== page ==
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Harrison judge criticizes commissioners for not coming to agreement with police chief | TribLIVE.com
Valley News Dispatch

Harrison judge criticizes commissioners for not coming to agreement with police chief

Brian C. Rittmeyer
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An obviously exasperated District Judge Carolyn Bengel tore into Harrison commissioners in public Thursday night, taking officials to task for not reaching an employment agreement with the township’s long-time police chief that would facilitate his retirement.

In May, commissioners deadlocked 2-2 , with one absent, to approve a four-year contract with Klein that would have kept him on as chief and included a succession plan for his retirement.

Commissioners William Heasley and William Poston voted in favor. Robin Bergstrom and Charles Dizard voted against. Gary Lilly was absent.

Bengel began speaking after the commissioners adjourned their agenda meeting Thursday. Klein’s employment agreement had not been discussed. The commissioners remained at the table and largely listened as she spoke. Besides a reporter, only two others were in the audience.

Bengel said an agreement with Klein “should have been done a long time ago.”

“From May. You’ve known about this since May. From May,” she said. “You guys can’t come to the table and sit down with him?

“The man is on an island by himself. He’s on an island by himself,” she said. “Make it right. Sit down and figure out how you’re going to make this better. It’s not just about Mike Klein. You need to find somebody else.”

Bengel declined to elaborate on her comments or answer any questions following the meeting.

Heasley said they are working on an agreement with Klein. He said the same in June , when Klein said he was no longer considering retiring.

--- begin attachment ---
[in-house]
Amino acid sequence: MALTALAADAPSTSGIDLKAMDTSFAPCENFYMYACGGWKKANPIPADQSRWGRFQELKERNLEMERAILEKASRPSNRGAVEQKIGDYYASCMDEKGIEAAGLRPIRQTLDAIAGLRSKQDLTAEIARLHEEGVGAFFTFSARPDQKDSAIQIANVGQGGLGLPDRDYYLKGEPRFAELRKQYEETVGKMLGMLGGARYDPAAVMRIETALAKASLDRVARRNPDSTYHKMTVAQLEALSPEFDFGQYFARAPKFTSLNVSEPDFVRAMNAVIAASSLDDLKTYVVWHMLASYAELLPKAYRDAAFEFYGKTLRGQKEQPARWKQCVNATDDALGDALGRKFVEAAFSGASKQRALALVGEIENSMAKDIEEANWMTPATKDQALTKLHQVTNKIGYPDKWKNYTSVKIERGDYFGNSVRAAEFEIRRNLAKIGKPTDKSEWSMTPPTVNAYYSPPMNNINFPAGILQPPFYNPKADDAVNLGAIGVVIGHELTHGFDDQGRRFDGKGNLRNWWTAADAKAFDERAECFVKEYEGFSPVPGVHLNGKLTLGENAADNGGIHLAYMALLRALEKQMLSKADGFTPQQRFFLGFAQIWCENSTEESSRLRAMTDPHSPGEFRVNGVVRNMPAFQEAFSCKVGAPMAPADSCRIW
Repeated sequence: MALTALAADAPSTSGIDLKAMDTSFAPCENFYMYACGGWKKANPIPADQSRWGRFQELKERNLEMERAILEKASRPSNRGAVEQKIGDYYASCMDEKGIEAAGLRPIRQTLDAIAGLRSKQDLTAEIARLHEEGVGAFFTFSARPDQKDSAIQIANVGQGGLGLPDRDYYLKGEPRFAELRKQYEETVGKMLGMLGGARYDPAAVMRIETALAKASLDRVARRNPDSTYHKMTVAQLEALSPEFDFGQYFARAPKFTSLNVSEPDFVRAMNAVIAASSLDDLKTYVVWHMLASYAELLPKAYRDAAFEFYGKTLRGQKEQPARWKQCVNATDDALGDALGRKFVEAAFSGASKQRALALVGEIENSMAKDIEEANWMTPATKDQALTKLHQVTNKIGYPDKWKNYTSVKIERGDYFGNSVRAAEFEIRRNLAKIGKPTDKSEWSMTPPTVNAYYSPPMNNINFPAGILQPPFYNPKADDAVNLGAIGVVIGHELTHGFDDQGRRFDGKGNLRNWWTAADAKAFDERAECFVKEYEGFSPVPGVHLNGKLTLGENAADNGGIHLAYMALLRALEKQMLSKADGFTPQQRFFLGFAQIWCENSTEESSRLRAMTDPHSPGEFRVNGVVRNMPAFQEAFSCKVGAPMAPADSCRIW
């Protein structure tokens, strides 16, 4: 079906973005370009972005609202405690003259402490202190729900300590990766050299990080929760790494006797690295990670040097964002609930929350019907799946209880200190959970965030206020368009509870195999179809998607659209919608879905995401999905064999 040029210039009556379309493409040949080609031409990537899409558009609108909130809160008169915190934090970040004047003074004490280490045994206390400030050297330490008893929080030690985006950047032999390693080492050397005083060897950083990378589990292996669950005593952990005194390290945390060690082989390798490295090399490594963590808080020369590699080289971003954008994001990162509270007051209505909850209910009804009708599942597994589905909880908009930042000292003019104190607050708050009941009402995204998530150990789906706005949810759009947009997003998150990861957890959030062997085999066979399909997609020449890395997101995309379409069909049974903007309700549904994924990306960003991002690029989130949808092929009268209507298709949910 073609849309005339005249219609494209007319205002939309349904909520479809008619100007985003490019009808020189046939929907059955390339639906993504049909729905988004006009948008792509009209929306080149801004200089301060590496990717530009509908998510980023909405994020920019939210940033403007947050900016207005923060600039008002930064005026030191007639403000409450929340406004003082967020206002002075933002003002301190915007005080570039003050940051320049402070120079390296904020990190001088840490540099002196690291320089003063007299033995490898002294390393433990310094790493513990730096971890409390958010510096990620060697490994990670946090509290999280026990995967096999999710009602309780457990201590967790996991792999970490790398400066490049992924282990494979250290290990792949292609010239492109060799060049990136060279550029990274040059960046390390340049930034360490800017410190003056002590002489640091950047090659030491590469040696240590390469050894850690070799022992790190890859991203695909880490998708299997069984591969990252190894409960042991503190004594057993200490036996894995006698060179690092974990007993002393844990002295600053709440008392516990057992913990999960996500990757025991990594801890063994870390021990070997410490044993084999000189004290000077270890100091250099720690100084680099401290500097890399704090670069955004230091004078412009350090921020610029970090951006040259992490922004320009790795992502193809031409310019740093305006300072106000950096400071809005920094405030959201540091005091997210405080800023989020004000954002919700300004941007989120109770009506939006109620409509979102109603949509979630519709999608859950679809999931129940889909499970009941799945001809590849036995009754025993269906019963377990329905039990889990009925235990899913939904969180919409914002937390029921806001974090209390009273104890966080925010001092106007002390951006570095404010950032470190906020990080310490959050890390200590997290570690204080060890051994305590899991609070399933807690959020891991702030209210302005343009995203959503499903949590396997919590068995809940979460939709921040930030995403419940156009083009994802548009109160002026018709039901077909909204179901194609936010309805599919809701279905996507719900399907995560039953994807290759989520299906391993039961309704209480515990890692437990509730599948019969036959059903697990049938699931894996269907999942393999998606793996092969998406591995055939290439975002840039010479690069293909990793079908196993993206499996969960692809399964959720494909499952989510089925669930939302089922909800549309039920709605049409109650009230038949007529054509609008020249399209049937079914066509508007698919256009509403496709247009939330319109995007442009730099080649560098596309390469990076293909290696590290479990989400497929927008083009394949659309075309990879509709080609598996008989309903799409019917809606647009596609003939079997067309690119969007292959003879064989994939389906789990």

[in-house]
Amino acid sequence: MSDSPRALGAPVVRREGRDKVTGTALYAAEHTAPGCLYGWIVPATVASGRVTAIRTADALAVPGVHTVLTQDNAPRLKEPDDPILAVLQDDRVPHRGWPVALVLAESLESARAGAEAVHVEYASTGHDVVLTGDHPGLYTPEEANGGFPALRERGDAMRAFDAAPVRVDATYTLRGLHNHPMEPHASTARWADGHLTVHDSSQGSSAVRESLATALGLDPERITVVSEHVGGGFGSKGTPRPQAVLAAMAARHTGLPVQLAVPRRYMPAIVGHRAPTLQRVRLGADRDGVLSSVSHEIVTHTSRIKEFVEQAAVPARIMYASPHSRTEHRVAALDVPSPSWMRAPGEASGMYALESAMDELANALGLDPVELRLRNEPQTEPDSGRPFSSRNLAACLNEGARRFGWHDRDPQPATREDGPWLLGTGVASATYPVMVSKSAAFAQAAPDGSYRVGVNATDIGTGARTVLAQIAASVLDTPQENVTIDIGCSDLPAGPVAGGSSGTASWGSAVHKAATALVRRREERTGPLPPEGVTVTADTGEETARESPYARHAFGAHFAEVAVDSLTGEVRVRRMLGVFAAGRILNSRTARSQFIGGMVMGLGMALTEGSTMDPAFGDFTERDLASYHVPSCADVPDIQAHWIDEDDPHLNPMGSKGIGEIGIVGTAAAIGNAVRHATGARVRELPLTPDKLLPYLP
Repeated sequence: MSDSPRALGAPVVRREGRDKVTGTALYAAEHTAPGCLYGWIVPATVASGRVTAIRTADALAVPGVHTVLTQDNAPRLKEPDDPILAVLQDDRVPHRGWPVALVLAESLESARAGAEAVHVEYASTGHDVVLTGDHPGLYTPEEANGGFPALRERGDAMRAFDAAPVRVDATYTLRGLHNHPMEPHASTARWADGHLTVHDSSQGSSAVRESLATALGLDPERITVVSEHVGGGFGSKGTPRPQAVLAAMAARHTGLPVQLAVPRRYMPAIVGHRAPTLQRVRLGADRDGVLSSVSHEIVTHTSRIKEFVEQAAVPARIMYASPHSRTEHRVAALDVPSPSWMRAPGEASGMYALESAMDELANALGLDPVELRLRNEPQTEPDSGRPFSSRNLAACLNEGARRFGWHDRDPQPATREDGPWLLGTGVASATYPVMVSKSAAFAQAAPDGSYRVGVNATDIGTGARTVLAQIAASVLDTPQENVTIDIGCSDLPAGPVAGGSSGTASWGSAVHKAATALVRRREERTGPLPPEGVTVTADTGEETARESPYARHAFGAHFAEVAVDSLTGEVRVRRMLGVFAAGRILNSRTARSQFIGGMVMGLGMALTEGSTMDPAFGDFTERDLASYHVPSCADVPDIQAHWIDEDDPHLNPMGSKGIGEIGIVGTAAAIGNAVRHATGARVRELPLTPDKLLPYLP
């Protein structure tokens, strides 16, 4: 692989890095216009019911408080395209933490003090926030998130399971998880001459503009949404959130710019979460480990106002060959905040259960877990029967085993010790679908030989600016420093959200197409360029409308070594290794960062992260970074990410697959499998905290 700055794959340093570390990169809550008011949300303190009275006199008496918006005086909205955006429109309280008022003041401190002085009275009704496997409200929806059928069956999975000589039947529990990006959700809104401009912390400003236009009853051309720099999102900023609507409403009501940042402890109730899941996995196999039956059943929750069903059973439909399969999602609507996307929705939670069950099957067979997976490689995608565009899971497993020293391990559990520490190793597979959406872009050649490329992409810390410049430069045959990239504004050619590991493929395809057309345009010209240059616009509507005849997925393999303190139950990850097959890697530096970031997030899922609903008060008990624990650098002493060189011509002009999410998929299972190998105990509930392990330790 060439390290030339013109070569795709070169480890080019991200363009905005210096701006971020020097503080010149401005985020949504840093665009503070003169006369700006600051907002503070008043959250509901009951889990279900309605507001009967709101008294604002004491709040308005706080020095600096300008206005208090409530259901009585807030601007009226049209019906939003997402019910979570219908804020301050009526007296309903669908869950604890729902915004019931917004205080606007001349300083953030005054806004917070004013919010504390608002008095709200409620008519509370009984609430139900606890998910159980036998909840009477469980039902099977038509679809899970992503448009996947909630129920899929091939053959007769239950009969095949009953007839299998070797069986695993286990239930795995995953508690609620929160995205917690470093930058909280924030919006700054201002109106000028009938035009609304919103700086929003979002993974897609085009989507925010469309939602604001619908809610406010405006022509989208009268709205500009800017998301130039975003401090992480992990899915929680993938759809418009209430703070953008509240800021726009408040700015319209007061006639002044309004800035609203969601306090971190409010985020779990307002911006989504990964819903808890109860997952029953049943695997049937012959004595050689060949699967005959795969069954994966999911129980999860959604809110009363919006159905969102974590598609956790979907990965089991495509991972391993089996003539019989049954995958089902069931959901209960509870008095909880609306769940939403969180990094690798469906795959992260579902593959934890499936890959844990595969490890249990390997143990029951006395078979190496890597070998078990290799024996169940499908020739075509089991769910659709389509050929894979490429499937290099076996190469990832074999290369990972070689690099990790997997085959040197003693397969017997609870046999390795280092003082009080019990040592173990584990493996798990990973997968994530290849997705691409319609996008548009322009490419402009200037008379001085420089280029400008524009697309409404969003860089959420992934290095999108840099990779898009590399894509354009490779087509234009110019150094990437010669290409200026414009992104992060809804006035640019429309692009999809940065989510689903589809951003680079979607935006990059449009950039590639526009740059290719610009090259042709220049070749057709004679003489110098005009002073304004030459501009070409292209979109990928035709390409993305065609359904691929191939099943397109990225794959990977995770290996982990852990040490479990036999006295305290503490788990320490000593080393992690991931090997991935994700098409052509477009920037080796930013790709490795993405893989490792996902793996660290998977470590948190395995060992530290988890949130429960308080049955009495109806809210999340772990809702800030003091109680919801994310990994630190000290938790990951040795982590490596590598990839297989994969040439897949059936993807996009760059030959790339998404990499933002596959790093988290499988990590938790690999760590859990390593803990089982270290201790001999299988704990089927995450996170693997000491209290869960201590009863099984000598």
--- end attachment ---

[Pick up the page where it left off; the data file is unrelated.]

“I think everybody is frustrated it hasn’t been settled yet,” Heasley said Friday. “It’s not a dead issue. We’re trying to get something put together that can be accepted by Mike and accepted by the commissioners as well.”

Last year, Heasley said commissioners concentrated their efforts on replacing former township Secretary Faith Payne, who retired. A protracted process followed, ending in the hiring of township Manager Rich Hill .

Heasley said he’s hopeful a deal with Klein will be done no later than February.

“Mike has done a great job. He’s looked at highly,” Heasley said. “I just want to get this thing done so he’s satisfied with it and we can move forward.”

Klein did not attend Thursday’s commissioners meeting, and could not be reached for comment Friday.

A Harrison native, Klein has been a township police officer for 35 years, 25 of those as chief. He has not had an employment contract and is not a member of the police union.

He could have retired about five years ago.

The four-year agreement commissioners considered nearly a year ago would have increased his pay each year — 2 percent, 1.5 percent, 1 percent and 0.5 percent. It could not be renewed, and Klein would have retired at its end.

For 2019, commissioners increased Klein’s salary by 3 percent, from about $96,400 to $99,300, along with pay increases for other township employees .

Still, Bengel argued that Klein is underpaid, and emphasized his contributions to the township and community.

“I live in this town. I dedicated my life to public service as well,” she said. “You know what, just sit down and try to work something out. That’s all I’m asking. I just can’t figure out why it hasn’t happened.”

She said commissioners have not been fair to Klein.

“The public statements that many of you have made, it’s an absolute shame and it’s an absolute disgrace to everybody in this township,” she said. “You need to get somebody else in here that can lead this township after Mike Klein.”

Bengel said Klein is “worth every dime that he would get.”

“You’re paying somebody whether Mike Klein sits in that seat… or John Doe,” she said. “I know what goes on. I know what’s going on and it’s absolutely ridiculous. Whether you pay Mike Klein or whether you pay John Doe, that salary is going to be there.”

Brian Rittmeyer is a Tribune-Review staff writer. You can contact Brian at 724-226-4701, [email protected] or via Twitter @BCRittmeyer.